Have You Seen This Drone? UAV Goes Missing Near Active Volcano in Bali

A general view shows Mount Agung from Amed beach in Karangasem on Indonesia's resort island of Bali on November 30, 2017. A drone was lost on Tuesday while on a mission to sample volcanic gases. Juni Kriswanto/AFP/Getty Images

Volcanologists in the Indonesian island of Bali are looking for an expensive drone that disappeared while flying near the crater of Mount Agung volcano on Tuesday.

The active volcano, whose alert level is at its highest, erupted four consecutive times on Tuesday morning, but the ash cloud could not be observed as the mountain was concealed by thick clouds.  

The AI 450 drone was sent on a flight mission to the volcano later that evening carrying tools to sample volcanic gases, Tribun Bali reported, battling strong winds along its way. Contact was lost around midnight, Sutopo Purwo Nugroho, spokesman for Indonesia’s Disaster Mitigation Agency (BNPB), tweeted.

The official appealed for information about the unmanned aerial vehicle (UAV), showing a map of the drones’ trajectory before it disappeared at an altitude of 9,360 feet—about 1,000 feet below the volcano’s crater, within the exclusion zone.

Worth 600 million Indonesian rupees ($45,000 USD), the drone had performed several flights around the mountain since the volcano resumed its activity in August. Without the drone, Bali volcanologists are now unable to analyze the volcanic gases, from which scientists can better understand why and how a volcano erupts.

The Bali Volcanology and Geological Disaster Mitigation Center (PVMBG) was given the multigas sensor equipment from the U.S. Geological Survey agency. PVMBG volcanologist Devy Kamil Syahbana told local media the agency asked USGS to send over new tools to continue their monitoring missions.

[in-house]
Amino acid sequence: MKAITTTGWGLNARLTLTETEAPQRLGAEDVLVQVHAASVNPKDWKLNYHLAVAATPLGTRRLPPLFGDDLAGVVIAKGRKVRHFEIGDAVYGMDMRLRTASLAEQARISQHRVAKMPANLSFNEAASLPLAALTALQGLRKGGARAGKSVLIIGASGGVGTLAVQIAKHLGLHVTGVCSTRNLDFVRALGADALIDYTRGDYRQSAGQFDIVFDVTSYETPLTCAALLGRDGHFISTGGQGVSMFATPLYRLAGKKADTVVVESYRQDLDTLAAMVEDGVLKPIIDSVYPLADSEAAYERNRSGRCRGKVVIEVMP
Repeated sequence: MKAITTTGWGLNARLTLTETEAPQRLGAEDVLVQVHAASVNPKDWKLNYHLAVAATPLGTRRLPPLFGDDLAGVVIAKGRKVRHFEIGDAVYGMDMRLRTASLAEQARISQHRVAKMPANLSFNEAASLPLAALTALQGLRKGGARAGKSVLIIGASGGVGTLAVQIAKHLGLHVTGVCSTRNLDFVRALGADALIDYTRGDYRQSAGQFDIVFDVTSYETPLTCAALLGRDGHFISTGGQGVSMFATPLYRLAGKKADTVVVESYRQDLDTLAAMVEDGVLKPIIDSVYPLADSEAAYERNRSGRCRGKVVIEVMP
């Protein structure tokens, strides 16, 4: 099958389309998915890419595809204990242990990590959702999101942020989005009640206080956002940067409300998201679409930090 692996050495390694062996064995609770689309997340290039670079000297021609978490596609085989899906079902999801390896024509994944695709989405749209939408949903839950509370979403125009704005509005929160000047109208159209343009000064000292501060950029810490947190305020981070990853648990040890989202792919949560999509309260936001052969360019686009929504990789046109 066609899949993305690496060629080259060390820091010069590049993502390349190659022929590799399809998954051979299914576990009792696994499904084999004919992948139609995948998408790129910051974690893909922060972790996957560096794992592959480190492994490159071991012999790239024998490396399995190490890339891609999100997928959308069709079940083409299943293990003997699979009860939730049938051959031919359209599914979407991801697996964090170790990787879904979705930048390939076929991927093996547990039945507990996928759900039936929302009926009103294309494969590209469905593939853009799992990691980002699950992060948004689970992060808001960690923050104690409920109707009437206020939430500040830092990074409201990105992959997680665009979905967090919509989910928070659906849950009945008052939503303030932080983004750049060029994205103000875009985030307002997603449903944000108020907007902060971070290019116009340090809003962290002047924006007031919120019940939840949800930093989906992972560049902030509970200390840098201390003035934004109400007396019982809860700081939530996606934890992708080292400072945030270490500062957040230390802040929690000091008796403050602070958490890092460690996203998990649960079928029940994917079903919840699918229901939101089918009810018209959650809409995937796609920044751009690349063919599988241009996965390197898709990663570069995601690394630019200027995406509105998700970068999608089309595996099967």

Mount Agung exploded in a series of deadly eruptions in 1963 to 1964, but it had since remained quiet until it began rumbling again in August, forcing the evacuation of hundreds of people. The 10,000-feet mountain is a popular hiking spot and one of nearly 130 active volcanoes in what is known as the Pacific Ring of Fire, an area where tectonic plates meet.

The area has recently been affected by a series of eruptions this month, such as Mount Kadovar on one of Papua New Guinea’s volcanic islands, Japan’s Mount Kusatsu-Shirane and Mount Mayon in the Philippines.

The series of eruptions prompted the U.N. Office for Disaster Risk Reduction to warn that the ring of fire is “active,” but that’s no breaking news to volcanologists. “It's not referred to as the 'ring of fire' because it sits there doing nothing. It is a constantly-moving, very active (and huge) area full of faults and active volcanoes. It is normal to have so much activity,” wrote U.S.-based volcanologist Janine Krippner on Twitter, adding that what changes is the perception of how frequent eruptions are, as news of such events is covered more often, more widely.

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